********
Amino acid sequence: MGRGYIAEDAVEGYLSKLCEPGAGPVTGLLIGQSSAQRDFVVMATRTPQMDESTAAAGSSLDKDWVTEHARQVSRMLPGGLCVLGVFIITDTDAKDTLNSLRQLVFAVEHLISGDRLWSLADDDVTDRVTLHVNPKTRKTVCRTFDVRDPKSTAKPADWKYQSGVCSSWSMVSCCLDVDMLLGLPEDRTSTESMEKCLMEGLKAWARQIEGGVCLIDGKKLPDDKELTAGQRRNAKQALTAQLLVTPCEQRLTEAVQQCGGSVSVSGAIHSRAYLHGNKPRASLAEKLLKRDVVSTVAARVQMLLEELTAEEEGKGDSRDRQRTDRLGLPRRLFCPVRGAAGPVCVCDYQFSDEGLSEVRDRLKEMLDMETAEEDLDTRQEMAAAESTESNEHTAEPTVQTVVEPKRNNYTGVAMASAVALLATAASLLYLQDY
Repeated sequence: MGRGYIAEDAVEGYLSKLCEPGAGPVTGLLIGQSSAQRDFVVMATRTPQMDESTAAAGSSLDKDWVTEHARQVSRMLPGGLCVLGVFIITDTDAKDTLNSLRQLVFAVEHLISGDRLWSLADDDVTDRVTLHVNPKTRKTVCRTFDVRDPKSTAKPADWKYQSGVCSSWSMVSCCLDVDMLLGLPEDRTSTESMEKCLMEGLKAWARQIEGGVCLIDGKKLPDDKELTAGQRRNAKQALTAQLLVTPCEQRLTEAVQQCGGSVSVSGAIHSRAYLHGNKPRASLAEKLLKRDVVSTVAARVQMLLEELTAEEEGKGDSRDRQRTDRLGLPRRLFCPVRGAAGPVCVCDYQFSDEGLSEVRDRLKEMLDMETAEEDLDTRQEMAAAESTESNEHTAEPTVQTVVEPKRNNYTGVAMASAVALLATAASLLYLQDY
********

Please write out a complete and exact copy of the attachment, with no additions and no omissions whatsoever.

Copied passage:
Amino acid sequence: MGRGYIAEDAVEGYLSKLCEPGAGPVTGLLIGQSSAQRDFVVMATRTPQMDESTAAAGSSLDKDWVTEHARQVSRMLPGGLCVLGVFIITDTDAKDTLNSLRQLVFAVEHLISGDRLWSLADDDVTDRVTLHVNPKTRKTVCRTFDVRDPKSTAKPADWKYQSGVCSSWSMVSCCLDVDMLLGLPEDRTSTESMEKCLMEGLKAWARQIEGGVCLIDGKKLPDDKELTAGQRRNAKQALTAQLLVTPCEQRLTEAVQQCGGSVSVSGAIHSRAYLHGNKPRASLAEKLLKRDVVSTVAARVQMLLEELTAEEEGKGDSRDRQRTDRLGLPRRLFCPVRGAAGPVCVCDYQFSDEGLSEVRDRLKEMLDMETAEEDLDTRQEMAAAESTESNEHTAEPTVQTVVEPKRNNYTGVAMASAVALLATAASLLYLQDY
Repeated sequence: MGRGYIAEDAVEGYLSKLCEPGAGPVTGLLIGQSSAQRDFVVMATRTPQMDESTAAAGSSLDKDWVTEHARQVSRMLPGGLCVLGVFIITDTDAKDTLNSLRQLVFAVEHLISGDRLWSLADDDVTDRVTLHVNPKTRKTVCRTFDVRDPKSTAKPADWKYQSGVCSSWSMVSCCLDVDMLLGLPEDRTSTESMEKCLMEGLKAWARQIEGGVCLIDGKKLPDDKELTAGQRRNAKQALTAQLLVTPCEQRLTEAVQQCGGSVSVSGAIHSRAYLHGNKPRASLAEKLLKRDVVSTVAARVQMLLEELTAEEEGKGDSRDRQRTDRLGLPRRLFCPVRGAAGPVCVCDYQFSDEGLSEVRDRLKEMLDMETAEEDLDTRQEMAAAESTESNEHTAEPTVQTVVEPKRNNYTGVAMASAVALLATAASLLYLQDY